Tuesday May 28, 2024

Australians had their own trading system thousands of years ago

It took researchers around two years to discover pottery

By Web Desk
April 10, 2024

Archeologists have discovered the oldest pottery parts from the Australian island of Great Barrier Reef revealing how trade was conducted 2,000 and 3,000 years ago, according to the research published in the journal Quaternary Science Reviews.

The discovered parts were broken and were discovered from below the surface by Traditional Owners and archeologists reported Science Alert.

Senior author Ian McNiven, an archeologist from Monash University in Australia, said: "These findings not only open a new chapter in Australian, Melanesian, and Pacific archaeology but also challenge colonialist stereotypes by highlighting the complexity and innovation of Aboriginal communities."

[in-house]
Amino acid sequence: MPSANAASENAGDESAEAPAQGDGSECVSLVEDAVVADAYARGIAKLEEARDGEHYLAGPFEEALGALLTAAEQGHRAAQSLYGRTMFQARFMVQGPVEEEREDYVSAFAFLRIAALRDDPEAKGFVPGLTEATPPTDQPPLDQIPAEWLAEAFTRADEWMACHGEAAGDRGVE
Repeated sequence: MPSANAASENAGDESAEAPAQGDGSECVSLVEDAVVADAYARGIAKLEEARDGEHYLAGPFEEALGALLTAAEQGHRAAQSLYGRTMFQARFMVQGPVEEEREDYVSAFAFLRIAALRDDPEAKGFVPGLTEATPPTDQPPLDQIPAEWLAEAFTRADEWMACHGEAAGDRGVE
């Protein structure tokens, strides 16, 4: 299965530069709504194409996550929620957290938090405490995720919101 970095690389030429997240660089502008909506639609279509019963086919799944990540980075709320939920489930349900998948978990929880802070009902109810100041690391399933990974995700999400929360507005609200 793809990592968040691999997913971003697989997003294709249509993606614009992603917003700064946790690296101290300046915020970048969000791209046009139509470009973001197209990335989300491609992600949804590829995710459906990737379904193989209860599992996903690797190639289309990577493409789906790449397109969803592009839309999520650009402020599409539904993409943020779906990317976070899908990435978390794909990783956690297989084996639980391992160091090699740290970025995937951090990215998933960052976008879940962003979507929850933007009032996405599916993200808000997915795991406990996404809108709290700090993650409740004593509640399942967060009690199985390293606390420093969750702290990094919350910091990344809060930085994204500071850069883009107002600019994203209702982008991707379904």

It took researchers around two years to discover and identify pieces of pottery among the remains of fish, turtle bones, and charred plant materials.

In 2006, such pieces have also been found on Jiigurru before, however, experts were unable to ascertain who made them and how old they were.

"I remember Ian and I looking at each other across the pit in amazement," James Cook University archaeologist Sean Ulm told the outlet while recalling their findings of pottery in 2017.

"We stopped the excavation and documented the find very carefully. There were deep discussions long into the night about what the finding might mean and how we should progress the excavation from here."

According to the report, "the deepest layers of the excavated midden had been deposited some 6,510 to 5,790 years ago, which made Jiigurru the earliest offshore island occupied on the northern Great Barrier Reef."

"We think that the ancestors of contemporary Traditional Owners [of Jiigurru] were engaged in a very widespread trading system that included cultural exchanges with pottery-making communities of Papua New Guinea," said Ulm.

Ngurrumungu Elder Brian Cobu said: "Research projects like this help us all to understand Country better and help us to understand how to look after Country."